The top 5 insights for CEOs from our latest Canary Review Heatmaps

We sometimes get asked...  

“How can FPC know how well our site works when you’ve never been there?”

Just like a blood test can tell you if there is trouble brewing in your body by measuring your vitals against established benchmarks, the Canary Review is based on best practice benchmarks we have established over our 20 years working exclusively in the mining industry.
The team who analyse your blood sample have never met you, nevertheless they can provide you with an indication of your health – what is normal and what requires a more detailed investigation to potentially preempt something a lot more serious. The obvious example is cholesterol, a little bit is good but too much is bad. A high cholesterol reading, or one that’s trending up, can have deadly consequences if ignored for too long but simple dietary changes can reverse all of that.
Similarly, the Canary Review can provide you with an indication of your site’s ‘vitals’ and how well it is positioned to cope with stresses unique to the mining industry (the obvious example in this case being dropping commodity prices). How well do these vitals bode for the asset’s resilience, scalability and growth?
So here are 5 of the key insights we get with some degree of consistency:

1. Strategic intent is lost and disconnected from the people who have to execute it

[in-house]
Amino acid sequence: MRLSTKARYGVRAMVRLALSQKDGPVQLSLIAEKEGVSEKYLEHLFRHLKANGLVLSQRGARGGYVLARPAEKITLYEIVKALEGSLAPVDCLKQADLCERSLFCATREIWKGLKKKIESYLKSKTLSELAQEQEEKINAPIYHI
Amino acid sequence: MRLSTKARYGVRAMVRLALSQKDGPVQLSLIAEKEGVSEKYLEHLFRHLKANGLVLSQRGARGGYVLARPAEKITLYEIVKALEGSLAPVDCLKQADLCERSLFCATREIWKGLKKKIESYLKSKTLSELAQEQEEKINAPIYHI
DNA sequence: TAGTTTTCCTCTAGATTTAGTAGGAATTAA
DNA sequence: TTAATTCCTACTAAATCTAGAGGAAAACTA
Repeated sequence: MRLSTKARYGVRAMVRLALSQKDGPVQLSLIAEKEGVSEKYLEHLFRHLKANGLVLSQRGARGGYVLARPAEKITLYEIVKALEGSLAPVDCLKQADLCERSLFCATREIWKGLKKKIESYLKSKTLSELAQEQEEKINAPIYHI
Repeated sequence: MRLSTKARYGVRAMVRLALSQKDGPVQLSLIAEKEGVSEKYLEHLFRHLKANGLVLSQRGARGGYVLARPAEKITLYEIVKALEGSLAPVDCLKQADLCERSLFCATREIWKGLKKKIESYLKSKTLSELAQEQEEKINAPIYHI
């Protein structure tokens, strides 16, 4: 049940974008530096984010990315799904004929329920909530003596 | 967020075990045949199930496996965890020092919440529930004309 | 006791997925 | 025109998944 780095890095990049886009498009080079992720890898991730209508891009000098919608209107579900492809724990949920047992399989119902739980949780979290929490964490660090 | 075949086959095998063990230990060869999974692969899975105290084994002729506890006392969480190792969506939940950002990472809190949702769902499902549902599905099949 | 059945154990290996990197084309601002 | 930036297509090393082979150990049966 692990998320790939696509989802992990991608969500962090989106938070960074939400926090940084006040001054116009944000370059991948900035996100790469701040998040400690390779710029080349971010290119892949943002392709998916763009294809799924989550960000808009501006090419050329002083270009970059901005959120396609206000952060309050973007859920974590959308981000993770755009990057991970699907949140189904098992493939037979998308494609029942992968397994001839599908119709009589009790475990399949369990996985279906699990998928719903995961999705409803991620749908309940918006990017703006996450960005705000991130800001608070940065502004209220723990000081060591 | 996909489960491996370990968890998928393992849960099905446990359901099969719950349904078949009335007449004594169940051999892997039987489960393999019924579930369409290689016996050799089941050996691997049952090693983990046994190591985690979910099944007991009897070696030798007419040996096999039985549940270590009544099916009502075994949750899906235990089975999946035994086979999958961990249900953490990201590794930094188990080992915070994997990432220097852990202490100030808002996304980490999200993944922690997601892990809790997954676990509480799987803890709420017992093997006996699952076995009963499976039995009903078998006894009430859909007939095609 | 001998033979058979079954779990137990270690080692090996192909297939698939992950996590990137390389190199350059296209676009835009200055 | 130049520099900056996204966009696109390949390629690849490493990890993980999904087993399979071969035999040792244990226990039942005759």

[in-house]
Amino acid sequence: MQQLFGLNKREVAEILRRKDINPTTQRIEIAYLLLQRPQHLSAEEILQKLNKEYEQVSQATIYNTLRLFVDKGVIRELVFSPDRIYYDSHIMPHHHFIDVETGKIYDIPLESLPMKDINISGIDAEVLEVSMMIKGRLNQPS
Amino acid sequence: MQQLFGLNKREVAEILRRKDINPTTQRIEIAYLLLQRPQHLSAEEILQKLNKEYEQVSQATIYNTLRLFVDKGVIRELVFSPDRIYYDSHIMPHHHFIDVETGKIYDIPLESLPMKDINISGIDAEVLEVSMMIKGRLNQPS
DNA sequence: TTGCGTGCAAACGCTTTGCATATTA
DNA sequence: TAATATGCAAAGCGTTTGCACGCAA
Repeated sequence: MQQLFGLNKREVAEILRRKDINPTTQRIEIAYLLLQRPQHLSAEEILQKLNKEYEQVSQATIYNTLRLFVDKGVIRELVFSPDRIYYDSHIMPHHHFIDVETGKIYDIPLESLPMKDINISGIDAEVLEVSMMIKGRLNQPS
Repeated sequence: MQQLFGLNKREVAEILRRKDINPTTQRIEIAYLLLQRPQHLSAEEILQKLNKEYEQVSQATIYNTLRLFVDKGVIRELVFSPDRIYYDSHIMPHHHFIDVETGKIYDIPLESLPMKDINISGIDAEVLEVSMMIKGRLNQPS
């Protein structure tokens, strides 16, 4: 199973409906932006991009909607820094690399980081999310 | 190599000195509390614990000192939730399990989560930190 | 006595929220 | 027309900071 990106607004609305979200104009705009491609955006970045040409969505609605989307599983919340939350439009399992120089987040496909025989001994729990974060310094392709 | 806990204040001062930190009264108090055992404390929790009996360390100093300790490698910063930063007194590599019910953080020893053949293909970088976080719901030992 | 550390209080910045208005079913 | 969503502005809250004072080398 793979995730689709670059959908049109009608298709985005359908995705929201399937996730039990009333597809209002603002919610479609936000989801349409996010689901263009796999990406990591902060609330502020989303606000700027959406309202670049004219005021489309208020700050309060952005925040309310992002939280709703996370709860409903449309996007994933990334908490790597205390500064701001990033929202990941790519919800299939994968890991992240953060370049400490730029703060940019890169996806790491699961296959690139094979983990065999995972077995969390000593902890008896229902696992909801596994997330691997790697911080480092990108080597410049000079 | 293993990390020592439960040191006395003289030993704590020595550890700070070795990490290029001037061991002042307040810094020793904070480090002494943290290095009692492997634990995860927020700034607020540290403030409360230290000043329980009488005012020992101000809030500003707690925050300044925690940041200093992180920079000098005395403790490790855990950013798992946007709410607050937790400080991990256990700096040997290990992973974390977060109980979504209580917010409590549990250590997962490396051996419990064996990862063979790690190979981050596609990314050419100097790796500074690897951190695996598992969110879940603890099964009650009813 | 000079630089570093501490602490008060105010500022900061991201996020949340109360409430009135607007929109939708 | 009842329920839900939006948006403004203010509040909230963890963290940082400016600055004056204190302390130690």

At the site level, the company’s Strategic intent is unclear and often thought of as ‘corporate BS’. It has very little impact on daily activities on the mine sites. There is no obvious connection between strategy, values, recruiting, L&D programs, the desired culture — and most importantly — projects. The strategic initiatives should be broken down into executable, measurable and trackable projects but more often than not there is little trace of them. Six months into the financial year (or 3 months if you’re lucky) someone remembers to look at the 12-month Tactical Plan (or Business Plan) but by now these initiatives are on the back burner because the site is already lagging behind on its targets.

How this impacts your bottom line — All focus is on BAU (just running the mine) so little to no meaningful strategic progress is ever made. Without strategic progress, over time BAU becomes more and more difficult and the site falls further behind, made worse by falling commodity prices.

2. Management capabilities are not setting teams up for success

Capabilities, such as the ones listed below, are not only often absent but there is little awareness of them:

  • managing people (even rudimentary leadership concepts such as Situational Leadership and respecting a chain of command),
  • managing projects (the basic understanding and ability to differentiate a ‘job’ from a project; little awareness of the 5 phases of a project or its 10 knowledge areas),
  • managing constraints (leaving the bottlenecks unidentified, untreated and unoptimised),
  • managing change – both soft (adoption of new practices) and hard (MOC — adequate, cross-functional, team-based impact and risk assessments, planning and execution),
  • the ability to run effective meetings (that have the right people, an actual purpose, a clear agenda, an outcome and don’t suck the will to live from its participants),
  • basic understanding of continuous improvement cycles and how they apply to everyday production

Why? Unfortunately, we find little evidence of an effective Capability Framework: Training, L&D and onboarding are haphazard (with the exception of where the companies make training mandatory, like safety inductions, etc.)